The merciful father forgave and embraced his son (welcomes him back fully), put shoes on his feet (he is not a slave, but free) and gave him a ring (restored him to full status with authority to act in the name of the family). While the father forgave his son, his elder brother did not. It was the father again who made the move to reconcile the two brothers. He pleaded but would he listen? Forgiveness is a choice: against anger, hurt, pride, bitterness, suspicion, self-righteousness, grudges and irrational need for revenge. It is a choice for liberation and freedom. The elder brother could not forgive his brother but resented the fact that his father did. Was he envious of his brother? Did he underestimate his father’s love for them? Did he not understand that his father’s love could not be earned; that it is pure grace? Will he ever forgive his brother, and join in the celebration? We will never know. But our attitude towards our enemies and our unwillingness to forgive them is an indicative of the brother’s mindset. These were the scribes and the Pharisees who were upset with Christ for associating with the tax collectors, prostitutes and sinners. There was no love lost between them and Christ!

This story teaches us that there is no perfect family. There must be understanding and forgiveness in our families. Some members must be prepared to sacrifice for peace and concord of others. The task of keeping the family together must be initiated by parents who may be the cause of some of the problems in the family. Over-pampering the children and favoring of child over others can make them feel they can do anything and go free. This attitude has caused problems in many families. Spare the rod and spoil the child is the saying that parents must bear in mind at all times.

Let us pray that the God of forgiveness and mercy may teach us to be merciful ourselves. If we have hurt anyone, let us ask for forgiveness and accept forgiveness when offered. And if we have sinned against God, let us approach the throne of mercy and receive the grace of forgiveness from God who, like the merciful father, waits for us to come to him. He will never withhold his forgiveness and love from us. If today you listen to his voice harden not your heart. May God bless and keep us always in his love. Amen.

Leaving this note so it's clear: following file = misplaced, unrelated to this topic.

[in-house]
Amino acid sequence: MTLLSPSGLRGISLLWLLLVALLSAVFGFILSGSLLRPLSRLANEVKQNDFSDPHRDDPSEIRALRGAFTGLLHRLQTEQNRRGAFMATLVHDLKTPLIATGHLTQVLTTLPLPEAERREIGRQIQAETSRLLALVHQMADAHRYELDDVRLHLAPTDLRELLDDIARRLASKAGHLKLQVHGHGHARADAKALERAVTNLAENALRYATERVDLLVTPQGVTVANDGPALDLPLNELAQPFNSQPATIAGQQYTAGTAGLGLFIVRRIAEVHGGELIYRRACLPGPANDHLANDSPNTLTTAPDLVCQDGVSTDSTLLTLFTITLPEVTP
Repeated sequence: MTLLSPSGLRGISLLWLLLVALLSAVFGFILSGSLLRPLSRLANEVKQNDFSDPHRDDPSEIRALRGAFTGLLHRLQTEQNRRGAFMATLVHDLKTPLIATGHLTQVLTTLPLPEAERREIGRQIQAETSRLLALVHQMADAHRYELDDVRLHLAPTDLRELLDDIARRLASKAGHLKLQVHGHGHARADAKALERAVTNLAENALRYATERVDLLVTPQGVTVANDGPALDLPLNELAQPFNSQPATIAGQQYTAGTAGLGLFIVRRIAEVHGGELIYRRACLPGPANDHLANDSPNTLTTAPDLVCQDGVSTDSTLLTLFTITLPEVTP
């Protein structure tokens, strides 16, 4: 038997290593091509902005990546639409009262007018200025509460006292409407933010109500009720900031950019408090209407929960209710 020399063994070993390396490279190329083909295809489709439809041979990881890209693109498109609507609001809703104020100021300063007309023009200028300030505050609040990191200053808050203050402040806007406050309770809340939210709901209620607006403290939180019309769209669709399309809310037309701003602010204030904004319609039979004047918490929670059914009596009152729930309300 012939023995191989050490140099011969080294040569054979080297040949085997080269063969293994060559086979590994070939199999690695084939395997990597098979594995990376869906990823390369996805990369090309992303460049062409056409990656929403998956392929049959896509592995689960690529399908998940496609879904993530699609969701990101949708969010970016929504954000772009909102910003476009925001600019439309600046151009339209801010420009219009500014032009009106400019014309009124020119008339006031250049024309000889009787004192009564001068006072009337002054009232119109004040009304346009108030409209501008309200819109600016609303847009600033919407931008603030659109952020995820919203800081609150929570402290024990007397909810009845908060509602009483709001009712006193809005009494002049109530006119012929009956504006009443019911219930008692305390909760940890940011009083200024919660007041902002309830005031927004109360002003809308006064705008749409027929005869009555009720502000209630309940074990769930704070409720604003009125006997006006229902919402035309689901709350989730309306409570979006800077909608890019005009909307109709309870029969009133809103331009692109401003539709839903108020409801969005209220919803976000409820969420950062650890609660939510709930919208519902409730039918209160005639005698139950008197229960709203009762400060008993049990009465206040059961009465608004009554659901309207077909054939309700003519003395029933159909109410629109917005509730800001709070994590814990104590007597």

Thursday, September 5, 2019

September 08, 2019: Homily for the 23rd Sunday in Ordinary Time of Year (C)


Readings: Wisdom 9:13-18; Phlm. 9-10; Lk 14:25-33.

The Cost of Discipleship
If Christ had a job as public relations director in a Company, he would have failed woefully. Few persons would have been convinced, in my opinion, to buy any of the products he would offer for sale. He would also be the most truthful PR person in history. As a spiritual leader Christ never promised anyone a comfortable life. He warned his followers of the danger they would face by identifying with him. To his would-be follower he said: “Foxes have dens and birds of the sky have nests, but the Son of Man has nowhere to rest his head” (Matt. 8:20). To his disciples he said: “If anyone wishes to come after me, he must deny himself and take up his cross daily and follow me” (Lk. 9:23). The cost of discipleship is enormous indeed!

To show how perilous his mission was, Christ was arrested in the garden at night, tortured and subjected to a ridiculous kangaroo court, a travesty of justice indeed! He was condemned and dragged out on the street like a criminal in the heat of the afternoon with a large cross on his shoulder. He was hungry, thirsty and weak. He was nailed to the cross and left hanging there to the jeer and contempt of all and allowed to die a shameful death amidst two robbers. “…Christ suffered for you, leaving you an example that you should follow in his footsteps. He committed no sin, and no deceit was found in his mouth…He himself bore our sins in his body upon the cross, so that free from sin, we might live for righteousness” (1 Peter 2:21-22; 24).  “No one has greater love than this, to lay down one’s life for one’s friends” (Jn. 15:13). “If the world hates you, realize that it hated me first” (Jn. 15:18). Isn’t it funny that all but one his apostles were martyred?